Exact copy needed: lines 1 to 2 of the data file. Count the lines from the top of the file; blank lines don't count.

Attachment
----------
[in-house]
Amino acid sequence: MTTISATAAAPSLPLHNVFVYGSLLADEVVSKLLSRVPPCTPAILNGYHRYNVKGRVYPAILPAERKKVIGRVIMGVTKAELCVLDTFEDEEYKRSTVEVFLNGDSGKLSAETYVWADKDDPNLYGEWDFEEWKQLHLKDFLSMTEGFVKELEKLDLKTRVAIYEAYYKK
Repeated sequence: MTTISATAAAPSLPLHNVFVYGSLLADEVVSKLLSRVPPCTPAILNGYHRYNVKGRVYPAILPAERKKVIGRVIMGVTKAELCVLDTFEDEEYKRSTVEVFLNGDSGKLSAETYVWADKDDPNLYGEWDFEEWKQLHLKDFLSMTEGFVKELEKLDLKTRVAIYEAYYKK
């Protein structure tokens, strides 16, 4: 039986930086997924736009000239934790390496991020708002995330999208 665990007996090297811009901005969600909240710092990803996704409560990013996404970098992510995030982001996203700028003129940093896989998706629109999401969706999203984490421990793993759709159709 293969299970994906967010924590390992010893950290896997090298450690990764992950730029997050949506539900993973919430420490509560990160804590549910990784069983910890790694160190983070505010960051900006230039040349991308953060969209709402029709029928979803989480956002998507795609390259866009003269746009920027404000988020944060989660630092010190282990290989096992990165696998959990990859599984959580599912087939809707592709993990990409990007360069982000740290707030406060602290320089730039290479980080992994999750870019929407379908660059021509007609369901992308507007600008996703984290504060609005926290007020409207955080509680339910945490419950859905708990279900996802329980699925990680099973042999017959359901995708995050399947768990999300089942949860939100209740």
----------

[in-house]
Amino acid sequence: MTTISATAAAPSLPLHNVFVYGSLLADEVVSKLLSRVPPCTPAILNGYHRYNVKGRVYPAILPAERKKVIGRVIMGVTKAELCVLDTFEDEEYKRSTVEVFLNGDSGKLSAETYVWADKDDPNLYGEWDFEEWKQLHLKDFLSMTEGFVKELEKLDLKTRVAIYEAYYKK